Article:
Other Deadly Rivals

THE SONTARANS Bellicose, egg-headed creatures, first seen on 12th-century Earth in 1973.

THE GIANT SPIDERS Crept into view in 1974. They imprisoned their enemies before slowly devouring them.

THE ICE WARRIORS Cold killers who first appeared in 1967. They had sonic weapons attached to their arms.

THE CYBERMEN Mechanised monsters arrived in 1966 when the TARDIS landed at the South Pole.


THE DOCTOR'S WHO'S WHO

WILLIAM HARTNELL

1963-1966 (four series, 135 episodes, including the pilot)

A veteran film actor, he was an apprentice jockey before turning to acting. Died, aged 67, in 1975.


PETER CUSHING

1965-1966 (two feature films)

Horror movie specialist Peter played the Doctor in two films, both battling the Daleks.


PATRICK TROUGHTON

1966-1969 (three series, 119 episodes) Made his TV debut in 1947 and film debut in 1948's Hamlet.

Died, aged 67, in 1987.


JON PERTWEE

1970-1974 (five series, 128 episodes)

Popular radio actor in The Navy Lark, Jon scored another small screen hit playing the colourful scarecrow, Worzel Cummidge. Died, aged 76, in 1996.


TOM BAKER

1974-1981 (seven series, 178 episodes) Tom Baker, now 69, clocked up the most appearances as Doctor Who. Since then, he's worked extensively on stage and written a best-selling autobiography.


PETER DAVISON

1982-1984 (three series, 69 episodes)

Now 52, Peter's recent career includes At Home with the Braithwaites and DC Davies in The Last Detective.


COLIN BAKER

1984-1986 (three series, 31 episodes)

Worked as a solicitor before acting. Since Doctor Who, Colin, 60, has been busy on stage, including playing the Doctor.


SYLVESTER McCOY

1987-1996 (three series, 43 episodes) Started acting under the name Kent Smith. Now 60, his TV work includes Frank Stubbs Promotes and Rab C Nesbitt.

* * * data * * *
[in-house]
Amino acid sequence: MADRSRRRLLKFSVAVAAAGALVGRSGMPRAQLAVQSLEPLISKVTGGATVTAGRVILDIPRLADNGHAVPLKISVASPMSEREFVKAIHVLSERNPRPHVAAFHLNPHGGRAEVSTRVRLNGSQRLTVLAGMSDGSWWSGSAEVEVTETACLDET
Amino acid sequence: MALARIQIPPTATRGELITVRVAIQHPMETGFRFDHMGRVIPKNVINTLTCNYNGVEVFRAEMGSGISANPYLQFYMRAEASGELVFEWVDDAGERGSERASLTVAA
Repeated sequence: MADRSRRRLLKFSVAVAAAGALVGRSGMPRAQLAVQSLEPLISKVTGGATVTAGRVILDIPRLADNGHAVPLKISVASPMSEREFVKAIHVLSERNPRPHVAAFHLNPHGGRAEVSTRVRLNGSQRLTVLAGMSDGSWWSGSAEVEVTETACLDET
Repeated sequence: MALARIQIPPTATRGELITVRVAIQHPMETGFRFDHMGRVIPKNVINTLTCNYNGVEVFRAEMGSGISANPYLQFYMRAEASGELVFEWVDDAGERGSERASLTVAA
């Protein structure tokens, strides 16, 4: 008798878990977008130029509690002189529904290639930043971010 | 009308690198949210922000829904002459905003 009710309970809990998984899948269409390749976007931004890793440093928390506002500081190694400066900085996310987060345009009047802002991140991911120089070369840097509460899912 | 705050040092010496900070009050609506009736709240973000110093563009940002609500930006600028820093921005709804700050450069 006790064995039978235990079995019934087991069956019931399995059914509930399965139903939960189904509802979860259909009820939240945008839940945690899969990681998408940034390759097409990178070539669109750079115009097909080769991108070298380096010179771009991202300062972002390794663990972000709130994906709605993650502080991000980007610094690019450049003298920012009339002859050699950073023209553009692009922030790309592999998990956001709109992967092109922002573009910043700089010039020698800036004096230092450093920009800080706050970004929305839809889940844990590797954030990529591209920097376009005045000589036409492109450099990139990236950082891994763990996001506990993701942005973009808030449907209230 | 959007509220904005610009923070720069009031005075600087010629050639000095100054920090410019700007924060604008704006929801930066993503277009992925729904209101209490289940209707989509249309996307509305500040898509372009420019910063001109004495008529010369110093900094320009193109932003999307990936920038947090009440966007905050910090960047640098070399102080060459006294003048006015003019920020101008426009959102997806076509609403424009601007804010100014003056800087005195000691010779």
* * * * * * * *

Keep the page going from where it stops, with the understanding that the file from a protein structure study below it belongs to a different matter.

PAUL McCANN

1996 (one TV movie)

Best remembered for his debut in the cult movie Withnail and I, Paul, now 44, also appeared in TV's The Monocled Mutineer.


Caption: Celebrating 20 years in 1983 (from left) Peter Davison, a waxwork Tom Baker (the actor couldn't make the shoot!), Jon Pertwee and Patrick Troughton, with mechanical mutt K9

Caption: Metallic menace: A Cyberrnan and a Dalek

Disclaimer: These citations are created on-the-fly using primitive parsing techniques. You should double-check all citations. Send feedback to whovian@cuttingsarchive.org

  • APA 6th ed.: Webber, Richard (2003-11-22). Happy Birthday, Timelord. TV Times p. 24.
  • MLA 7th ed.: Webber, Richard. "Happy Birthday, Timelord." TV Times [add city] 2003-11-22, 24. Print.
  • Chicago 15th ed.: Webber, Richard. "Happy Birthday, Timelord." TV Times, edition, sec., 2003-11-22
  • Turabian: Webber, Richard. "Happy Birthday, Timelord." TV Times, 2003-11-22, section, 24 edition.
  • Wikipedia (this article): <ref>{{cite news| title=Happy Birthday, Timelord | url=http://cuttingsarchive.org/index.php/Happy_Birthday,_Timelord | work=TV Times | pages=24 | date=2003-11-22 | via=Doctor Who Cuttings Archive | accessdate=26 February 2020 }}</ref>
  • Wikipedia (this page): <ref>{{cite web | title=Happy Birthday, Timelord | url=http://cuttingsarchive.org/index.php/Happy_Birthday,_Timelord | work=Doctor Who Cuttings Archive | accessdate=26 February 2020}}</ref>